Indianapolis explosion now being investigated as homicide
23 November 2012
The house explosion that killed two people, destroyed five homes and damaged dozens more in an Indianapolis neighbourhood is now being investigated as a homicide, authorities said, though no suspects have been named. Indianapolis Homeland Security Director Gary Coons announced the criminal investigation on November 19.
A funeral was held for the husband and wife who had lived next door to the house where investigators believe the blast occurred.
"We are turning this into a criminal homicide investigation," Coons said after meeting with residents, the first public acknowledgement by investigators of a possible criminal element to the Nov. 10 explosion.
Search warrants have been executed and officials are now looking for a white van that was seen in the subdivision on the day of the blast, Marion County Prosecutor Terry Curry said. Federal authorities are offering a $10,000 reward for information in the case.
Curry said the investigation is aimed at "determining if there are individuals who may be responsible for this explosion and fire," but neither he nor Coons took questions or indicated if investigators had any suspects. No arrests have been made.
A lawyer representing Monserrate Shirley and Mark Leonard, who lived in that home that is believed to have exploded, said Tuesday that the couple was bewildered by the new direction of the investigation.
Randall Cable said in a statement that Shirley and Leonard have "cooperated fully" with investigators and that they want the cause "of this horrific and saddening tragedy to be determined."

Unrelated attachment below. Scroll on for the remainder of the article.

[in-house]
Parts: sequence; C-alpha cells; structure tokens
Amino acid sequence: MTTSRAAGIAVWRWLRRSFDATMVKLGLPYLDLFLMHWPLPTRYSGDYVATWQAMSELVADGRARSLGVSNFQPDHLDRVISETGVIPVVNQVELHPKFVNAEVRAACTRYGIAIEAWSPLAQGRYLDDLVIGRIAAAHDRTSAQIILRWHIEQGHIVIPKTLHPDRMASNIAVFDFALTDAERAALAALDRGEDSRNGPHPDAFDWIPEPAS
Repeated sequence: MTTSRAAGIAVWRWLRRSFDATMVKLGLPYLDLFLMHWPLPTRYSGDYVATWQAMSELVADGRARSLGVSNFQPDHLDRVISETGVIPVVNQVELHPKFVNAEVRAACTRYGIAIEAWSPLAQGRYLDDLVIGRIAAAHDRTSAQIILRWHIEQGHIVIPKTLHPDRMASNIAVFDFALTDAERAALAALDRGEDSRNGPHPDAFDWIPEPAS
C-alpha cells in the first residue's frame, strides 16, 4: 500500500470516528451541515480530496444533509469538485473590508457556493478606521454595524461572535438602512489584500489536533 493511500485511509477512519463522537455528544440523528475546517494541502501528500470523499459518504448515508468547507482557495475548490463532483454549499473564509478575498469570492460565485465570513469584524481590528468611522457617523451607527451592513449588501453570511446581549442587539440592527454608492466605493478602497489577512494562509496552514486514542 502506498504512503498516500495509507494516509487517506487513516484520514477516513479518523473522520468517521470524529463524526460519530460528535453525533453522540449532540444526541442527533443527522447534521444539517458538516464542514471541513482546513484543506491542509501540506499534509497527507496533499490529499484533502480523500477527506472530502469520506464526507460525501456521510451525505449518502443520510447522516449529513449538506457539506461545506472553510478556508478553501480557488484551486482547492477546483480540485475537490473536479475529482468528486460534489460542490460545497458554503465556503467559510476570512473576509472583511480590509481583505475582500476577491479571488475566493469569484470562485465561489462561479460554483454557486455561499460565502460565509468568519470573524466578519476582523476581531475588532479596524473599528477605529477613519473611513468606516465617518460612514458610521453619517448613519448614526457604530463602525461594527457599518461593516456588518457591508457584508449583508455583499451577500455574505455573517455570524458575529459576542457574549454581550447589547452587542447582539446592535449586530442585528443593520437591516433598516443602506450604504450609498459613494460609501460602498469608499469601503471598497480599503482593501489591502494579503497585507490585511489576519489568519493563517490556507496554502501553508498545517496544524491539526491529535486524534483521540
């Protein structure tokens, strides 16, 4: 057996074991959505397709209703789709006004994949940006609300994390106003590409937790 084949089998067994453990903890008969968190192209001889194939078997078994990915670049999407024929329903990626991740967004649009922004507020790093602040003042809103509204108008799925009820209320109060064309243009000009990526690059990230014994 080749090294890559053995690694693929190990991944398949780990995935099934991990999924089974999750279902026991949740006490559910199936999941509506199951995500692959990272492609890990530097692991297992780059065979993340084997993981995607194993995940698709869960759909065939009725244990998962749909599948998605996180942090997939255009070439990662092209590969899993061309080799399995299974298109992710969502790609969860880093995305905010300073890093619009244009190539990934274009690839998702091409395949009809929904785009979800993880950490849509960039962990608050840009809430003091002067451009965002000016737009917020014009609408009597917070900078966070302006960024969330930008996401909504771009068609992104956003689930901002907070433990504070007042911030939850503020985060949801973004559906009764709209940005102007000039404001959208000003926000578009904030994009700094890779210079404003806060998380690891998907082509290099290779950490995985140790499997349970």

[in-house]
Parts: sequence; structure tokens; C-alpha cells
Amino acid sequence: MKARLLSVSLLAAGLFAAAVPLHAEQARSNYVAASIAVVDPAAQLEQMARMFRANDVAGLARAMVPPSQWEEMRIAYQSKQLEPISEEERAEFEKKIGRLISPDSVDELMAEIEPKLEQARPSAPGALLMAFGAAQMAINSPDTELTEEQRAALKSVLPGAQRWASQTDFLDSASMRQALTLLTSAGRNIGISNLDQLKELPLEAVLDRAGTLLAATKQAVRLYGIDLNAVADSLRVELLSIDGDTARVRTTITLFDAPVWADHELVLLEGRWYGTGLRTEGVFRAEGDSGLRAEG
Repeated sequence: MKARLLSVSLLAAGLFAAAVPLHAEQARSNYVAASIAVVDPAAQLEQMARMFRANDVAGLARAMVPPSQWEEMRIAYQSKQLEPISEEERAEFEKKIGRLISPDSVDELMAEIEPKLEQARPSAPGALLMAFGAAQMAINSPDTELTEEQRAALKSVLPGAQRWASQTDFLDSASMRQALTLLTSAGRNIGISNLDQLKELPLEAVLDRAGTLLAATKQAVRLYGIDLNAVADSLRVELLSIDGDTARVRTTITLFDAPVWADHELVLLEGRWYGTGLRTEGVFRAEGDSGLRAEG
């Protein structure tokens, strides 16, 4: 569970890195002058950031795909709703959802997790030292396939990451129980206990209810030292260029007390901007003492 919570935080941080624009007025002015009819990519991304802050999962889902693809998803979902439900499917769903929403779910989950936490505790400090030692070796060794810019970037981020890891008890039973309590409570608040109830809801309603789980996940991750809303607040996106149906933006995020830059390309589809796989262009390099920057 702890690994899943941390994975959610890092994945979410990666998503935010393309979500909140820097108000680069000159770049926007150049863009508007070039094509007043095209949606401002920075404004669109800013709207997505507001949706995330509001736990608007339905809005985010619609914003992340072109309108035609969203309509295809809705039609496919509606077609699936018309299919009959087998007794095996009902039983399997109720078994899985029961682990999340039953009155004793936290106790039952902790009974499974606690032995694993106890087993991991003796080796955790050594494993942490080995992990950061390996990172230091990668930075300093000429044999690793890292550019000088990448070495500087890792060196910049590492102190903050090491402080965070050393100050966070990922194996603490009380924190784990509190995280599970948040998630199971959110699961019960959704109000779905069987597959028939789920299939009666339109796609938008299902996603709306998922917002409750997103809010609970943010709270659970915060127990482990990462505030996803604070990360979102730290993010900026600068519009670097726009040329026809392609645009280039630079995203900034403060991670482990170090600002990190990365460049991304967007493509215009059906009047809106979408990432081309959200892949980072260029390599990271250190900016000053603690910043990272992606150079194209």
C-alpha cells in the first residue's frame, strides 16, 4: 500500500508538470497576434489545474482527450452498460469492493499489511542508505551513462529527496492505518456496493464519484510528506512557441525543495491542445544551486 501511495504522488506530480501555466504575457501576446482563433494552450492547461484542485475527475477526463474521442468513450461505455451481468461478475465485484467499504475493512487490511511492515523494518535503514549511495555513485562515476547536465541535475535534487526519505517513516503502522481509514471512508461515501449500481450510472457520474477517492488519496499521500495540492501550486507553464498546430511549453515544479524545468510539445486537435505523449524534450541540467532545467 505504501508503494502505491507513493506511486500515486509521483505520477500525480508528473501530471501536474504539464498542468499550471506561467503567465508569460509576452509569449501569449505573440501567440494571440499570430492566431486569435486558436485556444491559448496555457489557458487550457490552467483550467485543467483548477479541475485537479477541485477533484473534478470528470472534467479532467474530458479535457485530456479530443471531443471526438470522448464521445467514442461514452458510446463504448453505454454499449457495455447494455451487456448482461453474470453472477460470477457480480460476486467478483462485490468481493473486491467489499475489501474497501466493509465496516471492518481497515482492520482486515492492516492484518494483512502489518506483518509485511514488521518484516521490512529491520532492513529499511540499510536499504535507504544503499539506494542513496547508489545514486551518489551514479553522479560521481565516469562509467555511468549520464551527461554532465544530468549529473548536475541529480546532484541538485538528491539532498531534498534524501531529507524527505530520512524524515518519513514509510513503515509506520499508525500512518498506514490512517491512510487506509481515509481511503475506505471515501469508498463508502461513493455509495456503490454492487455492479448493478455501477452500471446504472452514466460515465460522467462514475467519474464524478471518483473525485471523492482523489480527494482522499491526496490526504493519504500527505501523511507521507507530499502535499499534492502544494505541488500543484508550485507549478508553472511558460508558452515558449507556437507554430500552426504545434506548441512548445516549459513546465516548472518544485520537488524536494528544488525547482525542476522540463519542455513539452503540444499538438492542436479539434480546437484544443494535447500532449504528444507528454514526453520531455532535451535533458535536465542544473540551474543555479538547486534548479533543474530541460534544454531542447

Officials say they believe natural gas was involved in the explosion, which destroyed five homes and left dozens damaged. Investigators have focused on appliances in their search for a cause. The explosion caused an estimated $4.4 million in damage.
John Shirley, who co-owns the house with his ex-wife, Monserrate, told The Associated Press that he had recently received a text message from his 12-year-old daughter saying the furnace in the home had gone out.
Monserrate Shirley said Leonard had replaced the thermostat and that the furnace was working. Cable has said the daughter told her mother she had smelled an odd odour in recent weeks, but they hadn't reported it.
Shirley and Leonard were away at a casino at the time of the blast, Cable said. The daughter was staying with a friend, and the family's cat was being boarded.